Gypsies have for centuries carried on with what the surrounding culture considered "antisocial behaviour", that is a fact whether it is approved by the tolerance police state or not.
It has been a dilemma for their neighbors who established rules of law, property rights, and norms of behaviour that the Roma people did not feel the desire or need to conform.
Now that the EU has opened borders, gypsies are no longer concentrated in Eastern and Central Europe, as they migrate West.
Now the multicultural, tolerant, politically correct Western Europeans must face the reality of traditional gypsy activities in their own back yards, and they do not like what has transpired.
Now they feel the need to react, but have not resolved the contradictions between PC tolerance and their daily frustrations with what seems like out of control adolescents running amok amongst them, and not capable of being restricted to the banlieus like the North African muslim immigrants.
Not necessarily ethnic Roma, but definitely Romanians. My country (Finland) has been having that problem for a few years now. They come in the spring, ostensibly to beg and to work, but they also steal and commit other crimes (+ use all the social services help they can get). They say they are poor people who can't make a living in their own country, but there are quite a lot of rumors that they, or at least some of them, work for organized crime. Who knows.
Marja - Roma does not equal Romanian. Latvians are not Lapplanders, and Finns are not Fijis. Odd that Europeans, who live much closer to the situation, frequently make this mistake that Americans tend not to.
The Roma have kept to their old ways, perhaps because of the law of marime, which may stem from purity taboos in the area of Northwest India that the Roma come from, probably around 1000 years ago. They are a wandering people - a reasonable enough idea theoretically - but a significant problem when encountering settled peoples who have concepts of property rights. The European countries want to keep their ideas of owned real estate and boundaries, the Roma want to keep their mobile culture. It hardly seems resolvable.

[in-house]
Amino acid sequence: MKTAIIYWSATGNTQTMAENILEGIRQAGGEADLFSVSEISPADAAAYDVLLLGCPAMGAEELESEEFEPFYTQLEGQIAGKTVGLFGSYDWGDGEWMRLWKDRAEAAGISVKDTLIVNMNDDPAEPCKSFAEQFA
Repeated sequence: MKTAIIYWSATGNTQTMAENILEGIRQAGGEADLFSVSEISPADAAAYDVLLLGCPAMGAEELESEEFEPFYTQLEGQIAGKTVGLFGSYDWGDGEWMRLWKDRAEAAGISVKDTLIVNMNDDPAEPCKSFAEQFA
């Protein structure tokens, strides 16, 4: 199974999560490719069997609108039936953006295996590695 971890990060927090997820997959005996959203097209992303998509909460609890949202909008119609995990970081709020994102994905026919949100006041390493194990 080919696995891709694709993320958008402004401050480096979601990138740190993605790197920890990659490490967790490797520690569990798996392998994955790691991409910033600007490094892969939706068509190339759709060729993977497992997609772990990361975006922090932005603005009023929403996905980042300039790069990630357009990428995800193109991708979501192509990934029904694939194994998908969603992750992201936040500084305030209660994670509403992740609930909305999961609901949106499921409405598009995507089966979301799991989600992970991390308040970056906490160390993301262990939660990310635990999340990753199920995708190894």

It is a nasty cycle. The settled Europeans would never give gypsies jobs, so they resorted to begging and thieving. This in turn, meant that no one wanted to hire them. Historically, the Roma have also had other specialised occupations: animal trainers, coppersmiths, musicians, basket-makers, horse-traders. But these groups were not separate from the fortune-telling, begging, thieving gypsies - it all came as a package.
Their lives have been as miserable as any group in Europe for centuries. While individual gypsies may indeed become wealthy, I have never been to a Roma village that was not poor even by Transylvanian peasant standards. Which is darn low, in case you need to ask.
Their languages (or dialects of the same language), though very different from surrounding European languages, are nonetheless Indo-European, and more closely related to the Germanic and Romance languages than the those languages are to Finnish and Hungarian. It is perhaps closest to the Gujarati language of India.
Escort, your history, though not unfair, betrays a certain Magyar bias.
As to Sarkozy and the French, or indeed Western Europeans in general, you can end all discussions of how racist and prejudiced Americans are with a single word: gypsy.